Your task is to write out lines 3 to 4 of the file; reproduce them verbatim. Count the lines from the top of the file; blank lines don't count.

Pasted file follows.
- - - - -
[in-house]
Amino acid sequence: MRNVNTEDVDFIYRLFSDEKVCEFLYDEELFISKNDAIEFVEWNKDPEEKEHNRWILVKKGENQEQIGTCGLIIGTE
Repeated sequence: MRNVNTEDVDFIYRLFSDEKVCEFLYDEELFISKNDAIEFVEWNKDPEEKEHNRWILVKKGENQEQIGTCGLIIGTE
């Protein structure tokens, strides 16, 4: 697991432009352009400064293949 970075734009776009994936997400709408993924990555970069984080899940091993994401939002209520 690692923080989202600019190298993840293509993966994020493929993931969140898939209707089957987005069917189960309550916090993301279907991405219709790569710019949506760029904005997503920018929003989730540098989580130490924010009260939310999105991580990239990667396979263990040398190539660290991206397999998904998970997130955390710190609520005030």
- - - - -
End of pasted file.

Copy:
Repeated sequence: MRNVNTEDVDFIYRLFSDEKVCEFLYDEELFISKNDAIEFVEWNKDPEEKEHNRWILVKKGENQEQIGTCGLIIGTE
């Protein structure tokens, strides 16, 4: 697991432009352009400064293949 970075734009776009994936997400709408993924990555970069984080899940091993994401939002209520 690692923080989202600019190298993840293509993966994020493929993931969140898939209707089957987005069917189960309550916090993301279907991405219709790569710019949506760029904005997503920018929003989730540098989580130490924010009260939310999105991580990239990667396979263990040398190539660290991206397999998904998970997130955390710190609520005030």